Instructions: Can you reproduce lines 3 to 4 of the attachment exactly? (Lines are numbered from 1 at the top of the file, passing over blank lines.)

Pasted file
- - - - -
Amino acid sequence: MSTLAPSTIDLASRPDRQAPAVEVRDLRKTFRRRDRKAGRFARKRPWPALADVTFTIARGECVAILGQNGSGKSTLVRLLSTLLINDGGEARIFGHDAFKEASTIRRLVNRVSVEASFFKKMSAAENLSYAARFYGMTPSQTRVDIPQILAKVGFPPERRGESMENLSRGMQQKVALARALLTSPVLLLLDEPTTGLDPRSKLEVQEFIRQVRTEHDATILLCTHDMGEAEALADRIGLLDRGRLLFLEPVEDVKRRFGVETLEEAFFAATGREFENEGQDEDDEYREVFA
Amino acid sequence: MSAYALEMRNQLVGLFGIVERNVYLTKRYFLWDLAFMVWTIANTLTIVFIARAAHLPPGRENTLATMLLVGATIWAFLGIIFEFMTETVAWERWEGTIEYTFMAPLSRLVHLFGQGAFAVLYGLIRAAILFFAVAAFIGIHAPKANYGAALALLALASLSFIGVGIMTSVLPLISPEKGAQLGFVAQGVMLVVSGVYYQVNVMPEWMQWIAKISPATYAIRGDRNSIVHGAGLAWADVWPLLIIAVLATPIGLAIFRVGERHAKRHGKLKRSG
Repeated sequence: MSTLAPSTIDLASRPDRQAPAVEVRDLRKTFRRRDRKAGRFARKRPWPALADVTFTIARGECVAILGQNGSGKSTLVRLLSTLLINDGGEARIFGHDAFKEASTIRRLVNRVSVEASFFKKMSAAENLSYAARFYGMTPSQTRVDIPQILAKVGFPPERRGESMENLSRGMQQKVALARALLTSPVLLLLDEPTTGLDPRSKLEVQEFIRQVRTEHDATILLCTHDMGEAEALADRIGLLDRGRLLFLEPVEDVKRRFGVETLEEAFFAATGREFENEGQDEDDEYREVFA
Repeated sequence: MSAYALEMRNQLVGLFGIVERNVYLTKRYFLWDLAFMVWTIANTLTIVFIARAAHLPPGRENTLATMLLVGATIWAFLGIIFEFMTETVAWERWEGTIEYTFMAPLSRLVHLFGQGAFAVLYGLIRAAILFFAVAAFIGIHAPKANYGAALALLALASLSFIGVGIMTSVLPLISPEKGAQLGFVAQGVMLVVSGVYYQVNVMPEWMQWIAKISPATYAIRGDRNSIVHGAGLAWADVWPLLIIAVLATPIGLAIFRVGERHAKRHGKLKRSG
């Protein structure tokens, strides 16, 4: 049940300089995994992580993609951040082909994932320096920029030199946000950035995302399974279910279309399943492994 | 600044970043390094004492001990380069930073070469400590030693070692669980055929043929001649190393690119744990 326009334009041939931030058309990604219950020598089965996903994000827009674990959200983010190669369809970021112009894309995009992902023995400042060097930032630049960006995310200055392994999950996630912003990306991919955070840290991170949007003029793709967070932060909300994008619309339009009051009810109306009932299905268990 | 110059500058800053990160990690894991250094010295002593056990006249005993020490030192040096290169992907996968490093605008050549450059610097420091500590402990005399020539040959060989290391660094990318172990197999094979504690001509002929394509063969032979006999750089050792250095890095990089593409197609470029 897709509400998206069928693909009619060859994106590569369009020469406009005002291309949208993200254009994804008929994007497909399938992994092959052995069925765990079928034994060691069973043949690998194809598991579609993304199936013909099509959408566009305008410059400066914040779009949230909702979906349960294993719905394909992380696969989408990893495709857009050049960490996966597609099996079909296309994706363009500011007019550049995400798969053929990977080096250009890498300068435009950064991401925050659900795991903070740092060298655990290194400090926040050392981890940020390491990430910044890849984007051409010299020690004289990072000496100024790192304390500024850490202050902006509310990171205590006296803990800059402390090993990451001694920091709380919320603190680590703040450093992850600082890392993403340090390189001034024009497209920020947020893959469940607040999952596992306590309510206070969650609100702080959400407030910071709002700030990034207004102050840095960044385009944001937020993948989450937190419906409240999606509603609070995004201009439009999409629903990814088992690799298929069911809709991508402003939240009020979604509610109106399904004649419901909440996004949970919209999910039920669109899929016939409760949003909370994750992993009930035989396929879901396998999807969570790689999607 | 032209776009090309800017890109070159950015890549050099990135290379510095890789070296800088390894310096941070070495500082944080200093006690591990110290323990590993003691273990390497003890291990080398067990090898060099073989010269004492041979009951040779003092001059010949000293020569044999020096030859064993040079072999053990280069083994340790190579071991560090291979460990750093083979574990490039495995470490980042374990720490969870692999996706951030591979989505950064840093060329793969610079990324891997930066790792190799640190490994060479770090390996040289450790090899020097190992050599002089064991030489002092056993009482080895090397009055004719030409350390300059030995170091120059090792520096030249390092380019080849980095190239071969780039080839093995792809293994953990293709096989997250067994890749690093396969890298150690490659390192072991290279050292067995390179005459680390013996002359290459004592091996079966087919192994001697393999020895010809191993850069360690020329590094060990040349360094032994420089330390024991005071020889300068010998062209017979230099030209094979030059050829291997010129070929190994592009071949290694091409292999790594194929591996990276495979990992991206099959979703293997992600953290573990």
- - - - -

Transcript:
Repeated sequence: MSTLAPSTIDLASRPDRQAPAVEVRDLRKTFRRRDRKAGRFARKRPWPALADVTFTIARGECVAILGQNGSGKSTLVRLLSTLLINDGGEARIFGHDAFKEASTIRRLVNRVSVEASFFKKMSAAENLSYAARFYGMTPSQTRVDIPQILAKVGFPPERRGESMENLSRGMQQKVALARALLTSPVLLLLDEPTTGLDPRSKLEVQEFIRQVRTEHDATILLCTHDMGEAEALADRIGLLDRGRLLFLEPVEDVKRRFGVETLEEAFFAATGREFENEGQDEDDEYREVFA
Repeated sequence: MSAYALEMRNQLVGLFGIVERNVYLTKRYFLWDLAFMVWTIANTLTIVFIARAAHLPPGRENTLATMLLVGATIWAFLGIIFEFMTETVAWERWEGTIEYTFMAPLSRLVHLFGQGAFAVLYGLIRAAILFFAVAAFIGIHAPKANYGAALALLALASLSFIGVGIMTSVLPLISPEKGAQLGFVAQGVMLVVSGVYYQVNVMPEWMQWIAKISPATYAIRGDRNSIVHGAGLAWADVWPLLIIAVLATPIGLAIFRVGERHAKRHGKLKRSG